What is a DST sponsor?
To form a Delaware Statutory Trust (DST), a certificate of trust with the Office of the Secretary of State of Delaware is an indispensable document required by law. In the certificate, it must set out the name of the statutory trust and its business address. More importantly, at least one trustee must be a resident of Delaware, which can be satisfied by naming a Delaware trust company or by forming a Delaware corporation to act as the trustee (see 12 §§ 3807). So what exactly is a DST trustee?
DST sponsor is another name for DST trustees. It is also known as the asset manager of DST’s investment. For the purpose of this article, those three titles will be used interchangeably. In general, DST sponsors are the property hunters for the investors. They are in charge of assessing and evaluating potential properties. Afterward, they will make an offer on one or multiple properties and encapsulate this property investment under the framework of DST. Finally, the sponsors will reach out to the investors for purchases. The investors can either directly cash in or join the DST via the 1031 Exchange which permits investors to defer paying their capital gains taxes resulting from the Exchange. It is important to be aware that DST possesses its own separate legal personality which is represented by the sponsor. Consequently, the loan procurement or the property purchase will be negotiated and concluded by the DST sponsor on behalf of the trust with external parties, such as banks or property sellers.
DST trustee is restricted to accept more financial contributions to the trust after the offering is closed. It is to protect the original investors’ ownerships from being diluted.
Because the investors of DST generally do not participate in the operation of the trust, the trustee is prohibited to borrow or negotiate new loans which could alter the financial liabilities of the investors (also known as beneficiaries).
The profit gained from DST cannot be used by the trustee to reinvest. It must be distributed among the beneficiaries based on the agreement.
In line with preventing the trustee from risking beneficiaries’ interest, the trustee is prohibited from renegotiating the existing lease or entering a new lease, unless a tenant enters into bankruptcy or insolvency.
Another benefit of having a DST is that the relationship among the trust parties and the operation of a trust, particularly related to trusteeship, can be crafted almost freely by the investors in the trust agreement (also known as a governing document). In other words, a governing instrument may contain any provisions relating to the management of the business and affairs of the statutory trust, the rights, duties, trustee appointment procedure, and obligations of the trustees, beneficial owners, and other persons. Moreover, a trustee can follow the directions from a third-party investment or management adviser only when he or she is authorized by the governing document.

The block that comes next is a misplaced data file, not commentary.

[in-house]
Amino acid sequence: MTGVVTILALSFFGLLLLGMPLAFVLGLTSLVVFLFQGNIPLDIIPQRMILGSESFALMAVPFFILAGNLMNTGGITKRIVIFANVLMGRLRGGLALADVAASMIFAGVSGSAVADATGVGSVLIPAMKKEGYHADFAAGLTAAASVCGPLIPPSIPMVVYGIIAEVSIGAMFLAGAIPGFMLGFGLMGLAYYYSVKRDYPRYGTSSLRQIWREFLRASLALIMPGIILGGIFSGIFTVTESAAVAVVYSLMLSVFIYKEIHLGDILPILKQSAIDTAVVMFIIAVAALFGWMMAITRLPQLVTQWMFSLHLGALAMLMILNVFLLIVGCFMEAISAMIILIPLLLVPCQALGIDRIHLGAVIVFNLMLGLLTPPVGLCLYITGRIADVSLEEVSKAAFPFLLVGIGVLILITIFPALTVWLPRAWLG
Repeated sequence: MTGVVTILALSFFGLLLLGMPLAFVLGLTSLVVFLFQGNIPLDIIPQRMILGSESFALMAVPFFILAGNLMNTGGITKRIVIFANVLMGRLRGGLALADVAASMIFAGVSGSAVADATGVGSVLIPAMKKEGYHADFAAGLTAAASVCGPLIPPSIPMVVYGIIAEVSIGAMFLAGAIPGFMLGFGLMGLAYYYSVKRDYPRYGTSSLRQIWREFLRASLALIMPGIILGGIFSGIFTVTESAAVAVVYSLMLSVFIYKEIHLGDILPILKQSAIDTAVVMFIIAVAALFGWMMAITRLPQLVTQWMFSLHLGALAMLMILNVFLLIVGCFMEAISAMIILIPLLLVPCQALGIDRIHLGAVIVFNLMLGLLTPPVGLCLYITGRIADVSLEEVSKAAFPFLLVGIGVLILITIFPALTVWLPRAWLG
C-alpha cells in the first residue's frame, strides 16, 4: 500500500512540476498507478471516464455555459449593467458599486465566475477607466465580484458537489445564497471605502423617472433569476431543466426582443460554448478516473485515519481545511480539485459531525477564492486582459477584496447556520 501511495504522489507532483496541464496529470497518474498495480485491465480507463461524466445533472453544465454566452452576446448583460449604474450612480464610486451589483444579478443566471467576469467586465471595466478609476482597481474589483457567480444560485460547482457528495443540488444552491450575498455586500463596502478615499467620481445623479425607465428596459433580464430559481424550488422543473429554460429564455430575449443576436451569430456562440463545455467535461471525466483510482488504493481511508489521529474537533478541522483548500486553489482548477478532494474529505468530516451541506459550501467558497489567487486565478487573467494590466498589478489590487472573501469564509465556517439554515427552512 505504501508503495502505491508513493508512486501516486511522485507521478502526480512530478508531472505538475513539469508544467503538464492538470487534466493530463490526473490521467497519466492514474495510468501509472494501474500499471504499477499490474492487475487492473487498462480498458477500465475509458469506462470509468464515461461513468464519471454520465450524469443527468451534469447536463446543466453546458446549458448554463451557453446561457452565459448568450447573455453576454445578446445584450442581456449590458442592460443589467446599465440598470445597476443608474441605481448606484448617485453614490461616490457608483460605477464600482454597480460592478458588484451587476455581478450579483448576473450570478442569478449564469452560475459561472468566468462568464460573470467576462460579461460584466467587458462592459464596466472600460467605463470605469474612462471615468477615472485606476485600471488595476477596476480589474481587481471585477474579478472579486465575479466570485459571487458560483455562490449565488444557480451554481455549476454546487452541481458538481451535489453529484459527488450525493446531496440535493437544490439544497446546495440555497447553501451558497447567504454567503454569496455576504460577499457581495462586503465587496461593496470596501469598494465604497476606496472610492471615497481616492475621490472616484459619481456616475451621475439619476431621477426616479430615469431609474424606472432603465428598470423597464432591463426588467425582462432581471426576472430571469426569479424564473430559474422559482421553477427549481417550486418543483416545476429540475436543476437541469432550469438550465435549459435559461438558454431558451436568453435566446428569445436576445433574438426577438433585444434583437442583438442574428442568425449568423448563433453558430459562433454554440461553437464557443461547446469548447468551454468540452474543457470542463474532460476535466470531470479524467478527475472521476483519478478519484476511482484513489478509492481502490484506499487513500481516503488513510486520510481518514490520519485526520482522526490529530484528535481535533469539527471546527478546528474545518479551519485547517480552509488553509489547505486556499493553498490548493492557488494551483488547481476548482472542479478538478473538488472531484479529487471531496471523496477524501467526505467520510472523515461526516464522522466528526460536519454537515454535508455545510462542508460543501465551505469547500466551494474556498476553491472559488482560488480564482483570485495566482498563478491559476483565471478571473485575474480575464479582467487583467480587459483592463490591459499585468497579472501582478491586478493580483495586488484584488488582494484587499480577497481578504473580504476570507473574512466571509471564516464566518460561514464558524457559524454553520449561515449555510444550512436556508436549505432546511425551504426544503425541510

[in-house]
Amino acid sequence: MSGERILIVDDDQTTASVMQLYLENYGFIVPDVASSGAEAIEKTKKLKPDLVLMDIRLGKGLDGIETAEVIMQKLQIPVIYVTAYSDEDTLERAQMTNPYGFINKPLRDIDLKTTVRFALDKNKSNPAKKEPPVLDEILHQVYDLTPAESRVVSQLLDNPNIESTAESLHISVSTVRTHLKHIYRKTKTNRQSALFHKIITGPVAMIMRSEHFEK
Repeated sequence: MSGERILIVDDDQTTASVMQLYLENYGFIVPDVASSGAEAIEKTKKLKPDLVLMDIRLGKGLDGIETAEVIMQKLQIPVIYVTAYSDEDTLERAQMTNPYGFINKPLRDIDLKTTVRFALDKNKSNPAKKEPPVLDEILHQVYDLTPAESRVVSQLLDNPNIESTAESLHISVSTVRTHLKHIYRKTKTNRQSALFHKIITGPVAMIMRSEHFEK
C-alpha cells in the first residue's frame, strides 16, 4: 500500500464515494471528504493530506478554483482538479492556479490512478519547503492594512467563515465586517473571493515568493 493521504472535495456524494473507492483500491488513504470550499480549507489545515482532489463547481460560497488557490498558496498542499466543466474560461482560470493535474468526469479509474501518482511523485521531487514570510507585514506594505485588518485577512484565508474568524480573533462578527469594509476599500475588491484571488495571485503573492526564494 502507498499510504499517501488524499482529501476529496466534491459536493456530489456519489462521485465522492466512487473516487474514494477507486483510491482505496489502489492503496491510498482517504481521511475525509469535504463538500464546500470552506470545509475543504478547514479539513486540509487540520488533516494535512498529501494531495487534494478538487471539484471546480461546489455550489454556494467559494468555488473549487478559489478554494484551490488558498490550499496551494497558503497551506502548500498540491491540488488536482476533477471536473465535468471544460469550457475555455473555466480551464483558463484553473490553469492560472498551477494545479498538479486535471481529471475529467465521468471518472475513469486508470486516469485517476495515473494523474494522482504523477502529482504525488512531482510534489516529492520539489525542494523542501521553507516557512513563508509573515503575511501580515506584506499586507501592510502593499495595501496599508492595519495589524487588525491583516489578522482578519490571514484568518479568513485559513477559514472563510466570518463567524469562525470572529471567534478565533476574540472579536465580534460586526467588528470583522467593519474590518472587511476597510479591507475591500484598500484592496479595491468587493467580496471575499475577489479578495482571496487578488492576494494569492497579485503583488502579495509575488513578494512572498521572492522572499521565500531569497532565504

Although a DST trustee owes a fiduciary duty to the investors, the conflicts sometimes do arise in practice when investors demand the trustee to grant their access to confidential information pertinent to the trust’s management. In general, DST investors do not participate in the management of the trust itself. The trust is operated by the appointed trustee. However, subject to reasonable standards as may be established by the trustees, DST Title 12 ss 3819 provides limited rights for beneficial owners to obtain and inspect the following documents “from the statutory trust from time to time upon reasonable demand for any purpose reasonably related to the beneficial owner’s interest”:
The legal authority from the court pertaining to this right can be found in Grand Acquisition LLC v Passco Indian Springs DST, C.A. 12003- VCMR (Del. Ch. Aug. 26, 2016). It is interesting to observe that the Court resorted to LLCs and LLPs cases to interpret the rights stipulated in section 3819 of DST Title 12. In brief, the court would only apply section 3819 if the trust agreement specifies. Otherwise, the beneficiaries can access the trust’s books and records based on the terms laid out in the trust agreement. In other words, the terms in the trust agreement related to the beneficial owner’s right to inspect the trust’s records and books trump the owner’s statutory rights derived from DSTA. Additionally, the Court also affirms that the trustee bears the burden of proof if he wields “improper purpose defense”. The trustee has to demonstrate proof of probable harm to the trust by releasing requested documents to the beneficial owner.
MAKE AN APPOINTMENT REQUEST
Select which days work best for you, and we will get back to you. Mandatory fields are marked with an asterisk (*).